How R.A. Dickey Learned To Throw a Blazing-Fast Knuckleball—and Saved His Career

People who accomplish great things, and how they do it.
Oct. 29 2012 3:45 AM

Master of the Knuckleball

How Mets pitcher R.A. Dickey saved his career by conquering the most elusive skill in sports.

R.A. Dickey of the New York Mets
R.A. Dickey of the New York Mets

Photo by Alex Trautwig/Getty Images.

R.A. Dickey is the best story baseball has had in years. In fact, the New York Mets ace and National League Cy Young award front-runner was the best story in all of sports in 2012. Yes, better than Jeremy Lin. Better, even, than Rafalca. But if you missed Dickey’s summer promotional tour for his critically lauded book Wherever I Wind Up, or don’t watch ESPN on a regular basis, you might not know all of the details.

Here’s the recap: R.A. Dickey was a pitching phenom, a medal-winning U.S. Olympian, and a first-round draft pick for the Texas Rangers in 1996. He was due to take home an $810,000 signing bonus just for joining the club. But then team doctors discovered he was missing a ligament in his throwing arm—a condition they thought could affect his pitching over the years—and his signing-bonus dropped to $75,000. Dickey was no longer a phenom; he was a medical oddity. He spent the next 10 years as a classic “4A pitcher”—someone who was good enough to bounce back and forth between the minor leagues and the majors but too mediocre to make it permanently as an MLB pitcher.

During this period, his marriage was strained, he was barely making ends meet, and he was dealing with real personal demons. Dickey had been the victim of sexual abuse as a child and he had never told anyone, not even his wife. As an escape from these personal traumas, he had defined his existence around his career as an athlete, and it was a career that was failing.

Then, in 2005, Rangers management convinced Dickey that his best hope of having a life in the big leagues was to turn himself into a knuckleball pitcher, or what he described in his book as “the baseball equivalent of a carnival act.” The knuckleball, a slow pitch with virtually no rotation that is infamous for its wild movement and its near impossibility to control, is one that pitchers generally only ever come to late in their careers after more traditional routes have failed them. Only a tiny number of players have successfully tamed the pitch to a sufficient degree to throw it at the top level, and Dickey is currently the only knuckleballer in the Majors.

Just one year after he started to learn to throw the pitch, Dickey took an MLB mound as a knuckleballer for the first time in Arlington, Texas, on April 6, 2006. He gave up six home runs over the course of three innings. It tied a modern-era record (held by fellow knuckleballer Tim Wakefield) for most home runs conceded in a single game, and Dickey offers a powerful and detailed account of the episode in the prologue of his book under the heading “The Worst Night I Ever Had.”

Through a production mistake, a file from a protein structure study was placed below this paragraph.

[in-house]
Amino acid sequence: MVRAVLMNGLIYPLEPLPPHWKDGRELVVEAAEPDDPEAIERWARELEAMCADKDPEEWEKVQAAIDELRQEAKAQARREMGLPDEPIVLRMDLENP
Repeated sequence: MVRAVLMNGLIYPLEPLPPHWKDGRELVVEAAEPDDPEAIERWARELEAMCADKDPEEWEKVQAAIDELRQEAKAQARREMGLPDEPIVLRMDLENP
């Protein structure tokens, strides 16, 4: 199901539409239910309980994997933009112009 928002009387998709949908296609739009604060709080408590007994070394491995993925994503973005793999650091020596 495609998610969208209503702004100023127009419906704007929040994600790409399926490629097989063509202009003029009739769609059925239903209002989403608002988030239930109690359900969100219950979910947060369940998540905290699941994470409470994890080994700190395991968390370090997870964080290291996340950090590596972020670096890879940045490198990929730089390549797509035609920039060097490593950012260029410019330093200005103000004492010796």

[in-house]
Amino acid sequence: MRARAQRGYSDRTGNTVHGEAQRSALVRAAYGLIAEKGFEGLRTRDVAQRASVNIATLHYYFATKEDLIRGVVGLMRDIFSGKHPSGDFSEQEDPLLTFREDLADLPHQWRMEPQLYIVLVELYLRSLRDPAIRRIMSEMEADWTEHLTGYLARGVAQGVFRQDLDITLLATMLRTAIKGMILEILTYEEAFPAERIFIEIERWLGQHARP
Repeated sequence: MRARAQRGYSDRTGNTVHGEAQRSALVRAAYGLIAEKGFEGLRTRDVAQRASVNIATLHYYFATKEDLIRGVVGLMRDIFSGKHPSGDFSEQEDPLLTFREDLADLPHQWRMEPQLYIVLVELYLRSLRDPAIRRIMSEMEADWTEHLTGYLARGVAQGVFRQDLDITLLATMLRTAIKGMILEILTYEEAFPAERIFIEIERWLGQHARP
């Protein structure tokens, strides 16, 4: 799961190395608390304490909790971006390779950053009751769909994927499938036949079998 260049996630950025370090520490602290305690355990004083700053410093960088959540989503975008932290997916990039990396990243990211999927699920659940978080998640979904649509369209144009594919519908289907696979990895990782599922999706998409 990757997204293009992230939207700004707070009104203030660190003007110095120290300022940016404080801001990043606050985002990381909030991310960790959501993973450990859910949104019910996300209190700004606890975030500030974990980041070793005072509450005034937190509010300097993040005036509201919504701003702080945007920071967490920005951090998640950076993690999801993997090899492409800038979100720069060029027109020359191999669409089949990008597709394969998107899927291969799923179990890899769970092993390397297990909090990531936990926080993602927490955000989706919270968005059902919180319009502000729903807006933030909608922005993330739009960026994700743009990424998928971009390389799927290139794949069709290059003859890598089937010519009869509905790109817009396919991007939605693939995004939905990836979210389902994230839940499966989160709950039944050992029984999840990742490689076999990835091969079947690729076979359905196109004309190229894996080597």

Fast forward six years. Dickey is coming off the best season he’s ever had, and one of the best seasons any knuckleballer has ever had, going 20-6 with a 2.73 ERA to finish with the second-most wins in the National League, the second-lowest ERA, and the highest strikeout total with 230. In June, Dickey threw 44.1 consecutive innings without conceding a single earned run, a Mets record and the 10th-best such streak in baseball history. During that run he became only the 11th pitcher in the modern era to throw back-to-back one-hitters. All of this came at the age of 37, a point when many big league pitchers have already packed it in.

How did R.A. Dickey do what he’s done so late in his baseball life and in such a short period of time? How was he able to turn himself from a career minor leaguer into one of the best pitchers in baseball?

After years of work, Dickey mastered the virtually untamable pitch by coming up with two innovations in the way he throws it. First, he pitches it faster than any other successful knuckler has ever done before. Tim Wakefield, the only other knuckleball pitcher in the league when Dickey started learning the pitch, threw it at a typically snail-like speed of 67 miles per hour. Dickey throws it on average at 77 mph, changing speeds with a slow version between 73 and 75 mph and a fast version between 75 and 80 mph. This “angry” knuckleball is like no pitch big league hitters have ever seen before.

Dickey also came up with a clever way for perfecting the mechanics of the pitch. Charlie Hough, a legendary knuckleballer and Dickey’s mentor, initially taught him how to conceptualize the knuckleball throwing motion. He keeps his body compact by imagining that he is projecting himself through an open door frame with each pitch, and that his goal is to avoid touching the sides of the frame. Dickey took this concept one step further and began to visually project the door frame toward the plate, shrinking it to the size of a vertical shoebox. By aiming to throw the ball somewhere inside this imaginary vertical shoebox, he is able to make sure that the unpredictable pitch lands at least somewhere for a strike the vast majority of the time.  

During a half-hour discussion, Dickey described to me how he performed his amazing transformation of the past few seasons. This interview has been edited for length and clarity.

Slate: You talk a lot about the “vertical shoebox.” When did you come up with this? How long did it take you to feel like you had mastered it to a sufficient degree?